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Subject: Ultrasound


From: Stefan Michalski <stefan_michalski>
Date: Friday, May 22, 1998
N. Caldararo asks why we did not cite his article on the dangers of
ultrasonics on paper artifacts ("Tests on the effects of the use of
ultrasound in the humidification of paper," Book and Paper Group
Annual, volume 11, (Washington DC: Book and Paper Group,  AIC, 1992)
pp1-20. The answer is that we did not consider it relevant to our
technique, the consolidation of powdery paints by ultrasonic mist.

The long answer begins with clarifying the nature of ultrasonic
effects. All quotes in this  paragraph come from a very recent and
readable review by K.S. Suslick, "Sonochemistry", Kirk-Othmer
Encyclopedia of Chemical Technology, 4th ed., Supplement Volume,
1998: "The origin of sonochemistry and sonoluminescence is acoustic
cavitation: the formation, growth, and implosive collapse of bubbles
in liquids irradiated with high intensity sound....In clouds of
cavitating bubbles, these hot-spots have equivalent temperatures of
roughly 5000 K, pressures of about 1000 atmospheres, and heating and
cooling rates above 10^10 K/s." p. 516  " When liquids that contain
solids are irradiated with ultrasound, related phenomena can occur.
When cavitation occurs near an extended solid surface, cavity
collapse is nonspherical and drives high speed jets of liquid into
the surface. These jets and associated shockwaves can cause
substantial surface damage and expose fresh, highly heated
surfaces." p. 517 and "The chemical effects of ultrasound do not
arise from a direct interaction with molecular species... no direct
coupling of the acoustic field with chemical species on a molecular
level can account for sonochemistry.." p, 517.

Thus, without a liquid carrying the ultrasonic  wave, there is no
means of bubble formation, no impressive cavitation phenomena.  All
soundwaves, and particularly high frequencies like ultrasonics, do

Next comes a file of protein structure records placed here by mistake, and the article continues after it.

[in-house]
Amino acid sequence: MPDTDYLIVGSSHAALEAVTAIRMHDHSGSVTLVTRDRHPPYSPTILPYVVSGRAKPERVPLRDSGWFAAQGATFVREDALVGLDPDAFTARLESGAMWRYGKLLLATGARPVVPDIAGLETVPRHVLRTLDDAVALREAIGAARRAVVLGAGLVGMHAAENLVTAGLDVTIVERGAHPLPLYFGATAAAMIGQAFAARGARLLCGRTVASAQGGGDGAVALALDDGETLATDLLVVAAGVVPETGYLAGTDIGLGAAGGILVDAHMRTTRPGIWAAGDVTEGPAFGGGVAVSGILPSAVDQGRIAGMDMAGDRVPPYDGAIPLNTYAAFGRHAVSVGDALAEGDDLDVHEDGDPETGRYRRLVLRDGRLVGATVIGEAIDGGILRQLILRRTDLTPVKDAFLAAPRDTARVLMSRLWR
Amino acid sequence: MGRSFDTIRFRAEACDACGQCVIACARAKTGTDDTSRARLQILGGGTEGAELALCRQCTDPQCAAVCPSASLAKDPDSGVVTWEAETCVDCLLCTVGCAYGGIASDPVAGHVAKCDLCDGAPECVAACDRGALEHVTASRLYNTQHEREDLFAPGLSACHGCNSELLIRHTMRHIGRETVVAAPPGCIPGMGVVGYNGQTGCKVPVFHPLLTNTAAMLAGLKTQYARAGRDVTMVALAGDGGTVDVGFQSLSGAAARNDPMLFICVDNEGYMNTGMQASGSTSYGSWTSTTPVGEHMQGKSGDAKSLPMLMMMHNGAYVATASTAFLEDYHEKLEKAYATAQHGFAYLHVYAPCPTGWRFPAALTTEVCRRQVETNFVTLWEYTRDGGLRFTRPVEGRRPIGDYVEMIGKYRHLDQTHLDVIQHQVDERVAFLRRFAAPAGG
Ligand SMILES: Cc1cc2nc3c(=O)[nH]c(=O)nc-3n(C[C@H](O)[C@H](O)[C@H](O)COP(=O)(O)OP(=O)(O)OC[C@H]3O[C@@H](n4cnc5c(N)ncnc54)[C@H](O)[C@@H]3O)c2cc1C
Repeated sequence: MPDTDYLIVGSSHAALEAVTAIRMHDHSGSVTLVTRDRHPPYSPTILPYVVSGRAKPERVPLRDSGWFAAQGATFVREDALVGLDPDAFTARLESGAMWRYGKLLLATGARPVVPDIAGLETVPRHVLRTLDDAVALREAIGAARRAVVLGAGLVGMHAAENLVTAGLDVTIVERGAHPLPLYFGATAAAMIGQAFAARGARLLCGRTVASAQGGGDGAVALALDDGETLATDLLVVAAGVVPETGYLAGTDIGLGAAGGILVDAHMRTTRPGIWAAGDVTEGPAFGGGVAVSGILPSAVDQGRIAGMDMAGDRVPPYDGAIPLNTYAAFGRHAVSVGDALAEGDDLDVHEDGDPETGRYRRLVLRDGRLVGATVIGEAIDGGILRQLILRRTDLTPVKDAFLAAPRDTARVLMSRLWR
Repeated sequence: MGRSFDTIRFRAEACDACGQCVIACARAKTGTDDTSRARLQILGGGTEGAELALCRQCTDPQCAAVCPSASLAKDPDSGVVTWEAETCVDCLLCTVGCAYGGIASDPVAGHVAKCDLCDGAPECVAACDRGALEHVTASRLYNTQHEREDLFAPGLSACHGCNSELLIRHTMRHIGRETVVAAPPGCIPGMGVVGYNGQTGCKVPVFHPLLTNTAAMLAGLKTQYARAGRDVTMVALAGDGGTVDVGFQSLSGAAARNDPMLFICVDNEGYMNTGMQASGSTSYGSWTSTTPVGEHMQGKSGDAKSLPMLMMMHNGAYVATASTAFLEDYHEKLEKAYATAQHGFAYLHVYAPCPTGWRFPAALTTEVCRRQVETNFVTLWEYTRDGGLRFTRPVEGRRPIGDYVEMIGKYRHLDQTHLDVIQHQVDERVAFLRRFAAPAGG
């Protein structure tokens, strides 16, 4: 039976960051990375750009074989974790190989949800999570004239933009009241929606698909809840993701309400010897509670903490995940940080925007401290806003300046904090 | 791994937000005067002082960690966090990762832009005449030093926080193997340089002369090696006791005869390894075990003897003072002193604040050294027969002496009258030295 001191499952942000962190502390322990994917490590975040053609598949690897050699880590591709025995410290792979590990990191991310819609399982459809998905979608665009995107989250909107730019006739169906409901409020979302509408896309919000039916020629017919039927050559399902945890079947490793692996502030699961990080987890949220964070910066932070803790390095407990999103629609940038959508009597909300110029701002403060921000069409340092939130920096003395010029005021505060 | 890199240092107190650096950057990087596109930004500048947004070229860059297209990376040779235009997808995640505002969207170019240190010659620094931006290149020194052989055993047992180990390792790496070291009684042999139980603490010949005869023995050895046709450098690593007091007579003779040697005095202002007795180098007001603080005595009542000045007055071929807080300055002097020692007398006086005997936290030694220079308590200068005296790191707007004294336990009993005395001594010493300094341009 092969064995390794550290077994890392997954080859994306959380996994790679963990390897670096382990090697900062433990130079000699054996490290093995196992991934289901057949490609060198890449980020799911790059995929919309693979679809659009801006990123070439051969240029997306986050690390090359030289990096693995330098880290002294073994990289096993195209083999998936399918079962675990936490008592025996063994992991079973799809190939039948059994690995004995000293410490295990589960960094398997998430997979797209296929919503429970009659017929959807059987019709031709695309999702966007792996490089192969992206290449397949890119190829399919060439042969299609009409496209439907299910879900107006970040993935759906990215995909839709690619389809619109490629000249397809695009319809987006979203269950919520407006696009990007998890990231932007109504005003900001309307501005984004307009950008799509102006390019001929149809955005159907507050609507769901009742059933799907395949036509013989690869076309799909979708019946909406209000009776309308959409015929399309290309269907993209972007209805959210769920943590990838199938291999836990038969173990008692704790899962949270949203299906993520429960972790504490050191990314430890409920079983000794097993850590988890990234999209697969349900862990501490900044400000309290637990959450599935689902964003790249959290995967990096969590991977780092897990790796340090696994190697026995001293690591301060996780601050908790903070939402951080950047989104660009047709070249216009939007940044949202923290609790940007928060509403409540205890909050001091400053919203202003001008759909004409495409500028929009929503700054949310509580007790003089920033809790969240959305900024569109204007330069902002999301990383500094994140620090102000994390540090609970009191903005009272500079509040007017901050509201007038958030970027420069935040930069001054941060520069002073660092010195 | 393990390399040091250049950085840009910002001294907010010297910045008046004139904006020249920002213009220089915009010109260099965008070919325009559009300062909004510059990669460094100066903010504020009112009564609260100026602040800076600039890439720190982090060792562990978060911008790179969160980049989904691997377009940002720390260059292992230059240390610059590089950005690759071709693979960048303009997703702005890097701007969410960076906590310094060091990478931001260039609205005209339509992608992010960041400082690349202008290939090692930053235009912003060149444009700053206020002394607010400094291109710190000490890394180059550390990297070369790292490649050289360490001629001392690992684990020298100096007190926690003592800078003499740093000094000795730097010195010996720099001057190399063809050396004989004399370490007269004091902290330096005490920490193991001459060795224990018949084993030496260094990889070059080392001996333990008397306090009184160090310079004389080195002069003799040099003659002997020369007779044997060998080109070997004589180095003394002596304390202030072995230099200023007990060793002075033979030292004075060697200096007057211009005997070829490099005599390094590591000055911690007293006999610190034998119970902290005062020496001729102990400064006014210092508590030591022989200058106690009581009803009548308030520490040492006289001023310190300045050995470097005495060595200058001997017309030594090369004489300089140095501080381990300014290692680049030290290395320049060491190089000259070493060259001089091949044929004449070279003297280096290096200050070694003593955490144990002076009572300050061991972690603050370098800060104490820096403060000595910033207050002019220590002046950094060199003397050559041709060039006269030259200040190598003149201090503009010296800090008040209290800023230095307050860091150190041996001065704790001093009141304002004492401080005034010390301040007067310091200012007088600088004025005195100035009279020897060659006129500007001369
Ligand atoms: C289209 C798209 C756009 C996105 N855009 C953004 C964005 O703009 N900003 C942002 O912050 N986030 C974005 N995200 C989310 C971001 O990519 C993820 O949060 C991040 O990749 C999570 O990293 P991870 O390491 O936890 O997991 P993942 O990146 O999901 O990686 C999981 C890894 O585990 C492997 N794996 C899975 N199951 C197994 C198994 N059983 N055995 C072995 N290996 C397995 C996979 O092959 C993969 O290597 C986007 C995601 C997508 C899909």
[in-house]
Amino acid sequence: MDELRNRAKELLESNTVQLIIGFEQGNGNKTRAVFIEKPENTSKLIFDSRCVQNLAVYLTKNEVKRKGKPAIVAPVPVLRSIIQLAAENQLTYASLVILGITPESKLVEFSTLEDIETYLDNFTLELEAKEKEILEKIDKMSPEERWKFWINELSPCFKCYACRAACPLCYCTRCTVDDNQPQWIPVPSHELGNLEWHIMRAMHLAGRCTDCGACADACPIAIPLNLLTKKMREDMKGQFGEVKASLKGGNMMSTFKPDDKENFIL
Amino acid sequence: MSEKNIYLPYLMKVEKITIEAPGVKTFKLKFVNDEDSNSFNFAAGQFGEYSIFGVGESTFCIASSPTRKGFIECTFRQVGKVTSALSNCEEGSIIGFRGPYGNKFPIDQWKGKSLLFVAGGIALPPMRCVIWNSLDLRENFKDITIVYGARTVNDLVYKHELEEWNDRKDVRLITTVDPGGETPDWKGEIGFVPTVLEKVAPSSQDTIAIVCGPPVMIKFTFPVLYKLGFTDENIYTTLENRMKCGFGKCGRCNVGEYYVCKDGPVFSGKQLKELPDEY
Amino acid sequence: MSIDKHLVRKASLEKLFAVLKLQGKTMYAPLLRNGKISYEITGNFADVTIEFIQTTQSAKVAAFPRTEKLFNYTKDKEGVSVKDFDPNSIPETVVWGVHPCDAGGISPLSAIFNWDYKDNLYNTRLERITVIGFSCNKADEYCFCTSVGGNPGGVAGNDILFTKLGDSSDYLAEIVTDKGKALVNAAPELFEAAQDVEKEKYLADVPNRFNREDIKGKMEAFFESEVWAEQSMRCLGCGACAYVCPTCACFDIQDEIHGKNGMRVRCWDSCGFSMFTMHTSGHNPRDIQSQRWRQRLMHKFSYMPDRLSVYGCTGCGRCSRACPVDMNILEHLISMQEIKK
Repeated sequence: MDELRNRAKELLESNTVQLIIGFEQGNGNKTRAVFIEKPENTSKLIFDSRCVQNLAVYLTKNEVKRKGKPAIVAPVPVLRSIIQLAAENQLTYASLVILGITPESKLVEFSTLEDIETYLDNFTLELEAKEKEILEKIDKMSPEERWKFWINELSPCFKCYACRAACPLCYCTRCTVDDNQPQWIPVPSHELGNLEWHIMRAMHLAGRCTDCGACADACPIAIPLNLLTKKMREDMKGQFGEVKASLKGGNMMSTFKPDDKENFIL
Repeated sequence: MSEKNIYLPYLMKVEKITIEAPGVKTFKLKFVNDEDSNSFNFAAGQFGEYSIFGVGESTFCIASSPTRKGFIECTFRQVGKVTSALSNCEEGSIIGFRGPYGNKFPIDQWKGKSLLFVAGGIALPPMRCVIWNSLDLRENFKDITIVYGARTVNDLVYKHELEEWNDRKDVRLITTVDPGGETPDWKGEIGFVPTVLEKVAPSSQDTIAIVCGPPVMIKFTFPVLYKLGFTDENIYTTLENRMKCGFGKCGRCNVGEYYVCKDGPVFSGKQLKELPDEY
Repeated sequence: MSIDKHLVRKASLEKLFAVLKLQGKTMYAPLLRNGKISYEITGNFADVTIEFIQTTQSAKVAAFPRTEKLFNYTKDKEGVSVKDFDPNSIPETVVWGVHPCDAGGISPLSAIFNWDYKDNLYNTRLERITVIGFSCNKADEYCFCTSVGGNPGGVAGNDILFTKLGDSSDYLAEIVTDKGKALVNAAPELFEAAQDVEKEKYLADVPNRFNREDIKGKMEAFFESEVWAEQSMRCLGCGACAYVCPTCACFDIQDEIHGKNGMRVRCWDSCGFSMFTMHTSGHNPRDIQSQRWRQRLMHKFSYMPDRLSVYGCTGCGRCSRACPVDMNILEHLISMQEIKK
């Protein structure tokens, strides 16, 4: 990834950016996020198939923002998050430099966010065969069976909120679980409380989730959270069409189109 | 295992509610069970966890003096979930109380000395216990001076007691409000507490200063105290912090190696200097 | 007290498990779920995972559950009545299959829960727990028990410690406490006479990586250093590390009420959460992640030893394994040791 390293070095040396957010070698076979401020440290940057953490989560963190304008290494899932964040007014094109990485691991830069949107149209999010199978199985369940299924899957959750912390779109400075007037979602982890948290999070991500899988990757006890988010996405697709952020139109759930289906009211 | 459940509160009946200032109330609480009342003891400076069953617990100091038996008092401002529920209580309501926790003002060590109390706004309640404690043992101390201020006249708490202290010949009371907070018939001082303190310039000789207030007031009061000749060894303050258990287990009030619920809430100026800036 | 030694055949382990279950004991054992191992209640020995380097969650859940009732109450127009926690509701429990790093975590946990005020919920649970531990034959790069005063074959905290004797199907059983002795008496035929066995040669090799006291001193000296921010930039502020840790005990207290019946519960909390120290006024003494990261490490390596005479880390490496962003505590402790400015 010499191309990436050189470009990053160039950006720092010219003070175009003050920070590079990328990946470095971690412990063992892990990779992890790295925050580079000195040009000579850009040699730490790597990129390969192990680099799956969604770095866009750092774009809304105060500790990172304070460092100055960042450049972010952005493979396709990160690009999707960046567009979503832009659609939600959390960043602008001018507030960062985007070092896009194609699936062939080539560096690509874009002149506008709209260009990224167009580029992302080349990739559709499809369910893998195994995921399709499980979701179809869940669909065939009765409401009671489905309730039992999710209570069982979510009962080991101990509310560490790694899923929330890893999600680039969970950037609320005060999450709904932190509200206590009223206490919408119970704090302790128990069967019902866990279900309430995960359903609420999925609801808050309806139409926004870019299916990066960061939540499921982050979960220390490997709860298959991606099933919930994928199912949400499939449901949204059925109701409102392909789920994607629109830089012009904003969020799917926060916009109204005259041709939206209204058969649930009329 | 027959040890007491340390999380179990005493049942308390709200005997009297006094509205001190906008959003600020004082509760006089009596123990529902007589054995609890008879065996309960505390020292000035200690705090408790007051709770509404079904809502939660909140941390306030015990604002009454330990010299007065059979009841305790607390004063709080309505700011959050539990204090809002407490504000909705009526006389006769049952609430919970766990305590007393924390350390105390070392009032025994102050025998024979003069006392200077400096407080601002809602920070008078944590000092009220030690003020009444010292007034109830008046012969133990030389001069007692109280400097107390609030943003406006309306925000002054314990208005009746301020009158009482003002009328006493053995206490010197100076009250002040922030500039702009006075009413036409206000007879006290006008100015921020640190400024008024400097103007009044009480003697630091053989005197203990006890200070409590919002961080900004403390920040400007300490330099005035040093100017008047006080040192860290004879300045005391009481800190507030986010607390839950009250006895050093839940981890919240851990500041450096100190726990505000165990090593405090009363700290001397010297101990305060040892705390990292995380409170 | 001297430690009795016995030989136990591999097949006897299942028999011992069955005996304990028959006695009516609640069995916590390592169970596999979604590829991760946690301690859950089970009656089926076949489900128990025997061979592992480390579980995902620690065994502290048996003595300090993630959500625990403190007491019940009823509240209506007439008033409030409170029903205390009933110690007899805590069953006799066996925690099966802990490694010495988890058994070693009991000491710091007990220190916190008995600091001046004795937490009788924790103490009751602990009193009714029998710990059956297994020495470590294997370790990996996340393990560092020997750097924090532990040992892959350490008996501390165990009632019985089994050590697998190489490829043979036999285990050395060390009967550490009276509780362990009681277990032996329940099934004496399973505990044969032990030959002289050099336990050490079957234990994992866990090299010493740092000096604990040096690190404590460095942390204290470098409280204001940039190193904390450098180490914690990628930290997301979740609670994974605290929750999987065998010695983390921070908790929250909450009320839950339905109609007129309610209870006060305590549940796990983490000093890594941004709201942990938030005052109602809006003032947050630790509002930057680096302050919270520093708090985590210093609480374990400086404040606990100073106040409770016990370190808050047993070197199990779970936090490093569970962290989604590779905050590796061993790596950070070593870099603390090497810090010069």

not cross an air/liquid or air/solid interface well at all, due to
severe impedance mismatch. They are reflected. What little energy
does cross such interfaces diminishes rapidly in intensity  with
distance, (square law for the small sources we are concerned with).
Otherwise, ultrasonic humidifiers would drive dogs insane for miles
(kilometres). Our apparatus generates mist in a bottle of liquid. A
slow stream of incoming air pushes the mist/air mixture down an exit
tube to the artifact. The source bottle is typically a meter or more
from the artifact. It is not at all analogous to an ultrasonic bath,
or the deceptively "dry" Cavitron dental tool for example, which is
very close to what it cleans, and which must be connected by a
liquid droplet between the probe and the surface being cleaned.

In Caldararo's compilation of articles on observed physical or
chemical effects, every example deals in ultrasonic exposure
mediated by a continuous liquid between source and target.
Unfortunately, this leaves one with the only evidence provided to
suggest damaging ultrasonics leaping across a considerable air gap
as Caldararo's own study of damage to typing ink on paper. Clearly,
the purpose of the paper and the modest experiments was to provide a
warning about possible side-effects, to encourage more thorough
study, which we all agree is "a good thing", and completely
reasonable in the immersion bath use of ultrasonics. However. I have
never thought an open dist-list is appropriate for "refereeing" a
paper after the fact, but the author has publicly asked why I
ignored his article (Which I did on purpose, not by ignorance.  It
is my job to read thoroughly.)  To give a detailed critique of the
data in this venue would be inappropriate, and would place me well
into the evil empire of arrogant scientists.  I will simply say that
I am not convinced by the published evidence. There are more
plausible explanations for the images in the micro-photographs other
than Caldararo's speculation that "while the energy delivered by
humidification cannot be great , there may be some affinity between
the matrix components (of ink on paper) and that energy."

Stefan Michalski

                  Conservation DistList Instance 11:95
                   Distributed: Friday, May 22, 1998
                       Message Id: cdl-11-95-001
Received on Friday, 22 May, 1998

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